Poll: Bargain hunters cross tax brackets
Across income brackets, about nine in 10 people told the National Retail Federation they frequent low-price retailers.
Whether it’s via a new Goodwill store in Fairfield or marked-down merchandise at the summer Greenwich Sidewalk Sale Days, a new survey makes it clear that people will chase down a discount as they get wind of one — whatever the heft of their wallet.
A National Retail Federation poll of 3,000 people nationally finds no significant difference in the percentages of relatively wealthy people who will hunt down bargains versus those who are cashstrapped. Across income brackets, about nine in 10 people told the National Retail Federation they frequent low-price retailers, whether general chains like Family Dollar and Walmart, discount grocery stores like Aldi and Lidl, member warehouses like BJ’s Wholesale Club and Costco, or off-price clothiers like Marshalls and TJ Maxx.
Shoppers are most price-conscious when it comes to clothing and groceries, with more than 70 percent of NRF survey respondents citing the two categories, followed by furnishings and personal care products. More than six in 10 people told NRF they buy more items on sale today than they did five years ago.
NRF published the survey on the same day that a separate Siena Research Institute poll found consumer confidence at the highest level in New York since March 2017, with confidence still running behind a tandem survey on national sentiments published by the University of Michigan.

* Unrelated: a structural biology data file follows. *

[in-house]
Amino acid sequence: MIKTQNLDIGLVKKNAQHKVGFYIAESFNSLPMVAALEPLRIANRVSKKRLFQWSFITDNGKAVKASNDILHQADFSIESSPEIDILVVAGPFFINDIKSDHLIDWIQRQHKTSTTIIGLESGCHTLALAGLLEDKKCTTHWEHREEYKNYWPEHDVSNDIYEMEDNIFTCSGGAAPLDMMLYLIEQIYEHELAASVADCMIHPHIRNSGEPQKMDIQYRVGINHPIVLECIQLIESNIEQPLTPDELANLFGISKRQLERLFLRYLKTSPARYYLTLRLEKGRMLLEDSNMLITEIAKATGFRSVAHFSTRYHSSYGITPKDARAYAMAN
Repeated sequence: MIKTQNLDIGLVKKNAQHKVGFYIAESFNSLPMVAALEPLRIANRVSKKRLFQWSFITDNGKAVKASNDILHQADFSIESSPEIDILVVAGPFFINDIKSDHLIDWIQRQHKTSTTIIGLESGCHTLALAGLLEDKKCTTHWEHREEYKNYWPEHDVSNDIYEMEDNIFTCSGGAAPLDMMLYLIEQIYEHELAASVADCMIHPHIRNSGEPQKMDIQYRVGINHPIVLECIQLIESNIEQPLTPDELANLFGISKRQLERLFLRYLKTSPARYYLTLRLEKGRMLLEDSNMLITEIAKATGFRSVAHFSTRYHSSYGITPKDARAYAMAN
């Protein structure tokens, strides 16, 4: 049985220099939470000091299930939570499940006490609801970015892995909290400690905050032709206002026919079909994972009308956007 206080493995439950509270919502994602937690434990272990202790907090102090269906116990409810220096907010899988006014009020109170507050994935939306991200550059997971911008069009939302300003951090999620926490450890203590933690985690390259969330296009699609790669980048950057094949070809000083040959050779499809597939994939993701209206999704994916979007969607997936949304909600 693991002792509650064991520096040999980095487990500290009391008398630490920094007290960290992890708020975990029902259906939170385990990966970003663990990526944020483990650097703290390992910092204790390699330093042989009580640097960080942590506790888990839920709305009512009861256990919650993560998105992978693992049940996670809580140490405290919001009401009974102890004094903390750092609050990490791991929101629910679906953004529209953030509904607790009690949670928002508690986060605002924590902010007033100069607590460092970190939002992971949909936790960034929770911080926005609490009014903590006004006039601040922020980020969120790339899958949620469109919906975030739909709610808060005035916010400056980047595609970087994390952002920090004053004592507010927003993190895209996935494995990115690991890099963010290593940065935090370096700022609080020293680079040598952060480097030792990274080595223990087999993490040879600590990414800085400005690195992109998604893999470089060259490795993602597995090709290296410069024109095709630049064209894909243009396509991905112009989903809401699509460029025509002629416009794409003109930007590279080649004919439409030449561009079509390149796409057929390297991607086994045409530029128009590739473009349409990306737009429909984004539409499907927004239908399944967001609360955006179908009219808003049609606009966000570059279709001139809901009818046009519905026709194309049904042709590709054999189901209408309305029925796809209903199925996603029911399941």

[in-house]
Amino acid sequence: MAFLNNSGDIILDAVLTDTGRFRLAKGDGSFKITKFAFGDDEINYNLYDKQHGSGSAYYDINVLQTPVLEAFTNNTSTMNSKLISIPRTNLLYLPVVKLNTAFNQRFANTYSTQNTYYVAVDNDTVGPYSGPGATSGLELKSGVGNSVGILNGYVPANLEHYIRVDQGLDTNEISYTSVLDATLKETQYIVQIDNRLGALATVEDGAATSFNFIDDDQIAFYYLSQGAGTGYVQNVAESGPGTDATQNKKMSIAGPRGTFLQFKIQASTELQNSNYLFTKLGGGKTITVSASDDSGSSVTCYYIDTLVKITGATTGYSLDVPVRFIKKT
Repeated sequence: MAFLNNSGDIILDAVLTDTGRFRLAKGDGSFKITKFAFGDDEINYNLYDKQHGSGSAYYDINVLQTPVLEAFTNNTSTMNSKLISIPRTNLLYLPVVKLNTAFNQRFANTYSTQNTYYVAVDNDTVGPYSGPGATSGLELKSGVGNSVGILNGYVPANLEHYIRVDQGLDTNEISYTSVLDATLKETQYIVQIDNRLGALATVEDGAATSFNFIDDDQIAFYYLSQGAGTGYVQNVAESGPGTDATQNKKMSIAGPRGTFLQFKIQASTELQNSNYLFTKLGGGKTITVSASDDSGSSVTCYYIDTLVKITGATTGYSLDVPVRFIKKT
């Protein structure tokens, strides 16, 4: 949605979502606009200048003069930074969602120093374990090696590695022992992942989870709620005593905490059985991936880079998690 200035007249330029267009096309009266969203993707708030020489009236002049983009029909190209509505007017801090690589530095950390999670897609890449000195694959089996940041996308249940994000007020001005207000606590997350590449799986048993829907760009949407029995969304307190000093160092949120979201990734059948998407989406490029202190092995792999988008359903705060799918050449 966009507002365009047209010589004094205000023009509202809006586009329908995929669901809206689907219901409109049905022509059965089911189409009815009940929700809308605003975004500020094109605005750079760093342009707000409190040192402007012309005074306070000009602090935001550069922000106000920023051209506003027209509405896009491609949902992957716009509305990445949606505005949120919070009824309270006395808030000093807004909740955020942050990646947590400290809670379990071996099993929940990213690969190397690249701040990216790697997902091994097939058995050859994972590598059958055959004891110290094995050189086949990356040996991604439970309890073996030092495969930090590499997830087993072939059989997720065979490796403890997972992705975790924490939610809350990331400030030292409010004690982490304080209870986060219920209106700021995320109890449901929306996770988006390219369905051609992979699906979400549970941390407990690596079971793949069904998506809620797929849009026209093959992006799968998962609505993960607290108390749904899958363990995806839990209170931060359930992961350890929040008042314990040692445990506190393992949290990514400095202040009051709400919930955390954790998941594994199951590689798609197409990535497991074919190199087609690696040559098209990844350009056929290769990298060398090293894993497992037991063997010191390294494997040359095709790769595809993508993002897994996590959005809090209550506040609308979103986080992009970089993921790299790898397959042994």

At the same time, a consumer price index maintained by the U.S. Department of Labor is up 2.3 percent in the past year, with some retailers stating they are seeing evidence that price awareness is increasingly top of mind for their customers, including Costco.
“When prices go up, we generally can find where people are more conscious,” said Richard Galanti, chief financial officer of Costco, speaking to investment analysts last week. “I remember back in the first part of (2008) when the economy was on fire and gas prices were north of $4 and some were saying it was going to go to north of $5, we saw a big increase in (volume).”
Shoppers peruse produce in December 2014 at an Aldi discount supermarket in Derby. A National Retail Federation poll of 3,000 people nationally published in October found no significant difference in the percentages of relatively wealthy people who will hunt down bargains versus those who are cash-strapped.